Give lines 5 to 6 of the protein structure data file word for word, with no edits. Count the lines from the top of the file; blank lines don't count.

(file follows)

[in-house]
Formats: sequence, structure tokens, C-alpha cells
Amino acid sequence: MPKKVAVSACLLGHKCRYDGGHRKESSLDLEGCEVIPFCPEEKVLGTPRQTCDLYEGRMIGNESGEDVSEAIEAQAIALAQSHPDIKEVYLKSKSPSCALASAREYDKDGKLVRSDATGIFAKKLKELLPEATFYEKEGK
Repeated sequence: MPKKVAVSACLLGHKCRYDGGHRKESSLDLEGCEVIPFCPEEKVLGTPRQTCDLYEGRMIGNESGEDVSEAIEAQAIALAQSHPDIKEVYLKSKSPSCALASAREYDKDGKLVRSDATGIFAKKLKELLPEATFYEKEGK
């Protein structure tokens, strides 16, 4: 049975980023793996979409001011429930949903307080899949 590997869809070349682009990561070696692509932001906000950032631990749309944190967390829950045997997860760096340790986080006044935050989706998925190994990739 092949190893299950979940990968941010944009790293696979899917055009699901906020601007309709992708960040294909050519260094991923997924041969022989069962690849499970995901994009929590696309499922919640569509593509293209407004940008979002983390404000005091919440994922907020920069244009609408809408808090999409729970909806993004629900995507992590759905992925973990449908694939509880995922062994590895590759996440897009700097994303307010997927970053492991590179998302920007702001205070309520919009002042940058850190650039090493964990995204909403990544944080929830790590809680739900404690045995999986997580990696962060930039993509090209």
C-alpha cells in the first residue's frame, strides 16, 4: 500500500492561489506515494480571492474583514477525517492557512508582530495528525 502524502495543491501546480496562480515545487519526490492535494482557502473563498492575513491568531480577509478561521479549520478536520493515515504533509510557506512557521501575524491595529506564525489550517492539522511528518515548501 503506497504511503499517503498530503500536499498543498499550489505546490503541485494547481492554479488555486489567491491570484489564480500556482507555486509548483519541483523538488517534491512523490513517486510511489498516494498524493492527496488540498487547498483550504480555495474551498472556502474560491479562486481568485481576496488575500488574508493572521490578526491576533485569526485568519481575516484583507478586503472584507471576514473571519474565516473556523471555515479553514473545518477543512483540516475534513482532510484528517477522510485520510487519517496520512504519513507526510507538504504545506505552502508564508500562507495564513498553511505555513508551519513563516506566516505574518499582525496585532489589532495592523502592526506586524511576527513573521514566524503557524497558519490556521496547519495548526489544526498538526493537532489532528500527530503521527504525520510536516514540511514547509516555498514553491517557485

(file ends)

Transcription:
């Protein structure tokens, strides 16, 4: 049975980023793996979409001011429930949903307080899949 590997869809070349682009990561070696692509932001906000950032631990749309944190967390829950045997997860760096340790986080006044935050989706998925190994990739 092949190893299950979940990968941010944009790293696979899917055009699901906020601007309709992708960040294909050519260094991923997924041969022989069962690849499970995901994009929590696309499922919640569509593509293209407004940008979002983390404000005091919440994922907020920069244009609408809408808090999409729970909806993004629900995507992590759905992925973990449908694939509880995922062994590895590759996440897009700097994303307010997927970053492991590179998302920007702001205070309520919009002042940058850190650039090493964990995204909403990544944080929830790590809680739900404690045995999986997580990696962060930039993509090209």
C-alpha cells in the first residue's frame, strides 16, 4: 500500500492561489506515494480571492474583514477525517492557512508582530495528525 502524502495543491501546480496562480515545487519526490492535494482557502473563498492575513491568531480577509478561521479549520478536520493515515504533509510557506512557521501575524491595529506564525489550517492539522511528518515548501 503506497504511503499517503498530503500536499498543498499550489505546490503541485494547481492554479488555486489567491491570484489564480500556482507555486509548483519541483523538488517534491512523490513517486510511489498516494498524493492527496488540498487547498483550504480555495474551498472556502474560491479562486481568485481576496488575500488574508493572521490578526491576533485569526485568519481575516484583507478586503472584507471576514473571519474565516473556523471555515479553514473545518477543512483540516475534513482532510484528517477522510485520510487519517496520512504519513507526510507538504504545506505552502508564508500562507495564513498553511505555513508551519513563516506566516505574518499582525496585532489589532495592523502592526506586524511576527513573521514566524503557524497558519490556521496547519495548526489544526498538526493537532489532528500527530503521527504525520510536516514540511514547509516555498514553491517557485